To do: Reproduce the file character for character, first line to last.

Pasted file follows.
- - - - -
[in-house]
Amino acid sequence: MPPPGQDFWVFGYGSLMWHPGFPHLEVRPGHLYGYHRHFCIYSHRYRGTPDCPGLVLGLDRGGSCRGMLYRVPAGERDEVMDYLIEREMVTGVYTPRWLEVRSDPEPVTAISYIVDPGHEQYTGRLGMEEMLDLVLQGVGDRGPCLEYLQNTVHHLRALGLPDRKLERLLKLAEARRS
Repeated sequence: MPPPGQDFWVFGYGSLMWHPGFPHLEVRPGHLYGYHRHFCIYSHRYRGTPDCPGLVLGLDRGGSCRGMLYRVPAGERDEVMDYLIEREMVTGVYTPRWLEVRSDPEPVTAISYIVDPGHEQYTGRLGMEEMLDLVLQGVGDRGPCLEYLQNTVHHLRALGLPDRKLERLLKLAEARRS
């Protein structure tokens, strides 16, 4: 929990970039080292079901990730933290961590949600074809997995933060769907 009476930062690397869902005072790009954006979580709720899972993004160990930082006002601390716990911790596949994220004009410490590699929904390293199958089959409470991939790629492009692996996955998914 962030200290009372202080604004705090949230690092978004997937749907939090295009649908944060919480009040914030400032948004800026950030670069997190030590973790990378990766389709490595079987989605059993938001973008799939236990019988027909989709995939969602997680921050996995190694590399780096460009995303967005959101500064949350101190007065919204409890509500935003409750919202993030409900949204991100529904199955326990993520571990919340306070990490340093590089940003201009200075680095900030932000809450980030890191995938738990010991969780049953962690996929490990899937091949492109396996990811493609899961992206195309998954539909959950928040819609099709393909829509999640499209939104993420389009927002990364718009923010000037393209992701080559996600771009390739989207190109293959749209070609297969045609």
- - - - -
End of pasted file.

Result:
[in-house]
Amino acid sequence: MPPPGQDFWVFGYGSLMWHPGFPHLEVRPGHLYGYHRHFCIYSHRYRGTPDCPGLVLGLDRGGSCRGMLYRVPAGERDEVMDYLIEREMVTGVYTPRWLEVRSDPEPVTAISYIVDPGHEQYTGRLGMEEMLDLVLQGVGDRGPCLEYLQNTVHHLRALGLPDRKLERLLKLAEARRS
Repeated sequence: MPPPGQDFWVFGYGSLMWHPGFPHLEVRPGHLYGYHRHFCIYSHRYRGTPDCPGLVLGLDRGGSCRGMLYRVPAGERDEVMDYLIEREMVTGVYTPRWLEVRSDPEPVTAISYIVDPGHEQYTGRLGMEEMLDLVLQGVGDRGPCLEYLQNTVHHLRALGLPDRKLERLLKLAEARRS
């Protein structure tokens, strides 16, 4: 929990970039080292079901990730933290961590949600074809997995933060769907 009476930062690397869902005072790009954006979580709720899972993004160990930082006002601390716990911790596949994220004009410490590699929904390293199958089959409470991939790629492009692996996955998914 962030200290009372202080604004705090949230690092978004997937749907939090295009649908944060919480009040914030400032948004800026950030670069997190030590973790990378990766389709490595079987989605059993938001973008799939236990019988027909989709995939969602997680921050996995190694590399780096460009995303967005959101500064949350101190007065919204409890509500935003409750919202993030409900949204991100529904199955326990993520571990919340306070990490340093590089940003201009200075680095900030932000809450980030890191995938738990010991969780049953962690996929490990899937091949492109396996990811493609899961992206195309998954539909959950928040819609099709393909829509999640499209939104993420389009927002990364718009923010000037393209992701080559996600771009390739989207190109293959749209070609297969045609």